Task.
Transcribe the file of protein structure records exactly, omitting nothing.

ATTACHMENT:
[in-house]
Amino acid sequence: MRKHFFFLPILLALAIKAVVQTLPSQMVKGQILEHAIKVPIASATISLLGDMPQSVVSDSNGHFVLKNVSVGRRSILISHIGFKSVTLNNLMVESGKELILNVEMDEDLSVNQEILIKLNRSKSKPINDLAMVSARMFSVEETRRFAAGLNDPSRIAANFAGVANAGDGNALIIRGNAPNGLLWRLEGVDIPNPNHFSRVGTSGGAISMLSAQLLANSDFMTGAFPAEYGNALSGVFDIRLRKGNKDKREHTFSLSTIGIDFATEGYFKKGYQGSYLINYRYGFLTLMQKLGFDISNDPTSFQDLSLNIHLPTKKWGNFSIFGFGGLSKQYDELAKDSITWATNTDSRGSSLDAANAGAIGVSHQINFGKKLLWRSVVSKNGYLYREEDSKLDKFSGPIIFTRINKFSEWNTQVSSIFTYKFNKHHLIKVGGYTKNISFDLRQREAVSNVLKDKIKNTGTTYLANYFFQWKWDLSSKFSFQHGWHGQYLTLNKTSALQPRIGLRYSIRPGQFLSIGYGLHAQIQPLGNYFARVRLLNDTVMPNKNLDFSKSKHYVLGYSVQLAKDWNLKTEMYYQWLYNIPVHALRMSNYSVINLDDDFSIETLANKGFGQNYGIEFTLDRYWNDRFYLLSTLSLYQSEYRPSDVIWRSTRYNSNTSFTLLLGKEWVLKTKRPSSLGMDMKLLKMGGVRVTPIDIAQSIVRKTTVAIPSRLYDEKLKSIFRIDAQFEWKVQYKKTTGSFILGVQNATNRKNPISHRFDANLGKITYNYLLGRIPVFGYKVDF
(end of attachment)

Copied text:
[in-house]
Amino acid sequence: MRKHFFFLPILLALAIKAVVQTLPSQMVKGQILEHAIKVPIASATISLLGDMPQSVVSDSNGHFVLKNVSVGRRSILISHIGFKSVTLNNLMVESGKELILNVEMDEDLSVNQEILIKLNRSKSKPINDLAMVSARMFSVEETRRFAAGLNDPSRIAANFAGVANAGDGNALIIRGNAPNGLLWRLEGVDIPNPNHFSRVGTSGGAISMLSAQLLANSDFMTGAFPAEYGNALSGVFDIRLRKGNKDKREHTFSLSTIGIDFATEGYFKKGYQGSYLINYRYGFLTLMQKLGFDISNDPTSFQDLSLNIHLPTKKWGNFSIFGFGGLSKQYDELAKDSITWATNTDSRGSSLDAANAGAIGVSHQINFGKKLLWRSVVSKNGYLYREEDSKLDKFSGPIIFTRINKFSEWNTQVSSIFTYKFNKHHLIKVGGYTKNISFDLRQREAVSNVLKDKIKNTGTTYLANYFFQWKWDLSSKFSFQHGWHGQYLTLNKTSALQPRIGLRYSIRPGQFLSIGYGLHAQIQPLGNYFARVRLLNDTVMPNKNLDFSKSKHYVLGYSVQLAKDWNLKTEMYYQWLYNIPVHALRMSNYSVINLDDDFSIETLANKGFGQNYGIEFTLDRYWNDRFYLLSTLSLYQSEYRPSDVIWRSTRYNSNTSFTLLLGKEWVLKTKRPSSLGMDMKLLKMGGVRVTPIDIAQSIVRKTTVAIPSRLYDEKLKSIFRIDAQFEWKVQYKKTTGSFILGVQNATNRKNPISHRFDANLGKITYNYLLGRIPVFGYKVDF